NIZ News Is Good News

As Envision Lehigh Valley is asking the question “What will the Lehigh Valley be like in 5 years, 10 years, 20 years,” the state budget was passed late Saturday night with language that seemingly wipes away the need for 18 Lehigh Valley municipalities to continue lawsuits against the city of Allentown.  Pennsylvania legislators made municipalities whole again, returning to them their earned income tax revenue that a 2009 Neighborhood Improvement Zone (NIZ) Act allowed the city of Allentown to keep in order to fund a new hockey arena.

For the second time in as many years, Governor Corbett signed a state budget on time and with no new taxes. This budget has some significant legislation attached, including amendments to the tax code for businesses that donate to private schools, amendments to the state’s welfare and school codes, and funding for the four state universities. Perhaps the most significant amendment for Lehigh Valley residents, however, is the change to the state’s fiscal code which prevents the city of Allentown from using earned income taxes from the suburbs to help fund the building of the hockey arena proposed for the area at Seventh and Hamilton Streets in the city.

Author of the original NIZ Act in 2009, State Senator Pat Browne saw this as an opportunity for the whole region to get behind a project that would surely stimulate not only the economy in Allentown but in the outlying municipalities as well. This opinion was not shared by many of the local governmental bodies in the Lehigh Valley, leading to lawsuits from 18 municipalities and one school district protesting the use of their earned income tax revenue to fund the hockey arena and the surrounding shops, hotel, and office space.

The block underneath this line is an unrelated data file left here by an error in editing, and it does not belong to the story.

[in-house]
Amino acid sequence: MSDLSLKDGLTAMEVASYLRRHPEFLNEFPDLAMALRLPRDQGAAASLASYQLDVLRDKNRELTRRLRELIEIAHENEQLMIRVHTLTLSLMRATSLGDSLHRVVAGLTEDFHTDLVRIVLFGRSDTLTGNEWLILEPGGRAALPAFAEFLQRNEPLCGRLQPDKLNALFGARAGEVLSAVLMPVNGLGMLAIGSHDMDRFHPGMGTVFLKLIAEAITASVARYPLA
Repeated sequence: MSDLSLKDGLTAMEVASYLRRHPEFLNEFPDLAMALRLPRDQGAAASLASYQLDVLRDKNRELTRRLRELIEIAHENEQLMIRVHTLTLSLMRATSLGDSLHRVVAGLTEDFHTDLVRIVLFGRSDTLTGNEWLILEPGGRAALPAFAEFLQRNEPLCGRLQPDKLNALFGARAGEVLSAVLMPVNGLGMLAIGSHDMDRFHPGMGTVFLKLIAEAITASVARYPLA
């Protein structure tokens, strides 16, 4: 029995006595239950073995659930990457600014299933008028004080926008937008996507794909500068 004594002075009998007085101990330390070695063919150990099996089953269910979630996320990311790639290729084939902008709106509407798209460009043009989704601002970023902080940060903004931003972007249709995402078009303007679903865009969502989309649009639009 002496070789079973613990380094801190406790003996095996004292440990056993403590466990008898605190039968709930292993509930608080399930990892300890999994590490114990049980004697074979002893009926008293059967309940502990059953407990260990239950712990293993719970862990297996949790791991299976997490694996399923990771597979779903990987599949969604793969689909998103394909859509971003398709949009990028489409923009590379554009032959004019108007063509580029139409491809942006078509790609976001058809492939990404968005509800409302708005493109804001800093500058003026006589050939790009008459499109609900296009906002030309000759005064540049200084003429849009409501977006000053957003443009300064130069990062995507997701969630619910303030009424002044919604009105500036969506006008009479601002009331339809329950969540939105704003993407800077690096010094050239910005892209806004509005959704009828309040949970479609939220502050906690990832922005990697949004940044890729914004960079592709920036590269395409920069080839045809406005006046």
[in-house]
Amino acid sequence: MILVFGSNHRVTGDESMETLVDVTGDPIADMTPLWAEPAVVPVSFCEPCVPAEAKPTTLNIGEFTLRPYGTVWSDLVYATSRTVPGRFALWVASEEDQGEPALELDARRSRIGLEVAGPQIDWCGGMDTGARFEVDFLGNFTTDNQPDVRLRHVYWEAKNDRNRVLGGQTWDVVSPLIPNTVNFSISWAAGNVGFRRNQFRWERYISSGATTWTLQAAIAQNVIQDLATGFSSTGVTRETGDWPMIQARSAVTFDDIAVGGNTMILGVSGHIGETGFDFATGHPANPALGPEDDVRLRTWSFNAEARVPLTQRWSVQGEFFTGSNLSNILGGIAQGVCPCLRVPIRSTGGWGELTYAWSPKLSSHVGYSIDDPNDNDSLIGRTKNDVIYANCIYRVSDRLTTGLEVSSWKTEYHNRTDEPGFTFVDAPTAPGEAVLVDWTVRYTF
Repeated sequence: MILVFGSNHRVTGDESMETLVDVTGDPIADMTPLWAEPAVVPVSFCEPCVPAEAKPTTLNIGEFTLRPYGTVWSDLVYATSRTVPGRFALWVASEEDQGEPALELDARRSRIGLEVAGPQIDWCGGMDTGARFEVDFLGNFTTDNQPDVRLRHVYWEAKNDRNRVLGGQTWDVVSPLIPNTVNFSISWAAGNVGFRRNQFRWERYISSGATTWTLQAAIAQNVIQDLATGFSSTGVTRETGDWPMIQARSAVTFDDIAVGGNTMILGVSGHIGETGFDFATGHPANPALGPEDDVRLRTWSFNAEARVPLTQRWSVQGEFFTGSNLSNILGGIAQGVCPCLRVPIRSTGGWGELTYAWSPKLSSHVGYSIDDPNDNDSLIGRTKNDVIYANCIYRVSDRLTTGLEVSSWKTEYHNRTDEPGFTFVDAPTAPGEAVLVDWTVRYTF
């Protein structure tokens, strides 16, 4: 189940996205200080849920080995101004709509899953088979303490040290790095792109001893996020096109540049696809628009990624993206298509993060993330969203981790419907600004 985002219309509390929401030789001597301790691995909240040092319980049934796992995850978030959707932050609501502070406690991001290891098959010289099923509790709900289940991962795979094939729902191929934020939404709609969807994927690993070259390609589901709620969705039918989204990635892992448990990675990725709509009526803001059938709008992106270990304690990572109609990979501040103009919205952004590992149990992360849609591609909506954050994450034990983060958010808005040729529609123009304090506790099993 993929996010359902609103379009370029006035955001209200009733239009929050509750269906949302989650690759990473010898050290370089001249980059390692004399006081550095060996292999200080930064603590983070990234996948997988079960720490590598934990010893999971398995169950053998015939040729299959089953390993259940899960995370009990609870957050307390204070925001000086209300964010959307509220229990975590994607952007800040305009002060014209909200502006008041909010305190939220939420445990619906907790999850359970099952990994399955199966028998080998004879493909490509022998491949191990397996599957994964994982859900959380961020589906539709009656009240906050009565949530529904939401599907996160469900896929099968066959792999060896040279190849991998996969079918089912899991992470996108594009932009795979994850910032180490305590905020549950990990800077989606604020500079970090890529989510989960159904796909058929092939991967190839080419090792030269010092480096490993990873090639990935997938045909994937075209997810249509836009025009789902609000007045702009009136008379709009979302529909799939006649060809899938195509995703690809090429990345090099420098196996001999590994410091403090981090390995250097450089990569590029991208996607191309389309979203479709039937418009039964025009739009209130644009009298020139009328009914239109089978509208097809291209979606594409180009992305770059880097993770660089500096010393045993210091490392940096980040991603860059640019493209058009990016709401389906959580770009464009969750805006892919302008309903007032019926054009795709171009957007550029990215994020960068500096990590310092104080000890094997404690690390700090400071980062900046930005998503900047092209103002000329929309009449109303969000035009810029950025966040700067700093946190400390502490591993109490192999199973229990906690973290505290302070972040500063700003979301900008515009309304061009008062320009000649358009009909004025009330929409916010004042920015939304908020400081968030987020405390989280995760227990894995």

In an effort to keep the project moving forward and spur the economic development of Allentown, which presumably would lead to a better Lehigh Valley in general, Browne sponsored the amendment to the fiscal code so that the nearly $2 million that was to come from earned income tax collections from those who work in the 130-acre NIZ area but live outside the city would now stay in the municipalities. When asked about the NIZ funding, State Representative Joe Emrick said, “We have effectively fixed that problem with this budget…” and that is “one of the reasons it has my full support.” It seems likely now that the lawsuits will be dropped, if indeed all of the money already collected is returned to the appropriate municipalities and no further money is withheld.

Is this the spark that the communities needed to get back to the regional thinking that is necessary for a progressive Lehigh Valley to continue to be economically competitive statewide and even across the nation? With extremely limited resources at the local government level and municipalities forced to cut services to their residents or raise taxes to continue them, now is the time to consider these regional ideas as good for the Valley as a whole. Let’s work together and remove some of the costly barriers in order to make the Lehigh Valley more efficient and competitive.

Posted on July 3, 2012, in Municipal Government, Neighborhoods, Regions, State Policy. Bookmark the permalink. 1 Comment.

  1. kara williamson

    I am about to purchase my first house in the lehigh valley, and am considering what its future re-sale value will be like in 5-7 years. Any insight you could give me? I am currently a Pocono/East Stroudsburg resident (25 years).
    I would like to be an advocate of your “smart growth” plans, and help however I can – I am an artist, and have experience working with autism/developmentally challenged children.
    I someday hope to promote compassion among groups of people – maybe a good idea could be to run “compassion workshops” focused on yoga, meditation practices; or open up more Art/Music workshops in the art park – with prompts given to artistically express what people envision, or hope, for the future of Lehigh Valley.
    Let me know how I can help! I would love to see the Lehigh Valley restore its roots and develop safer, beautiful, and peaceful communities!
    Best wishes,
    Kara Williamson

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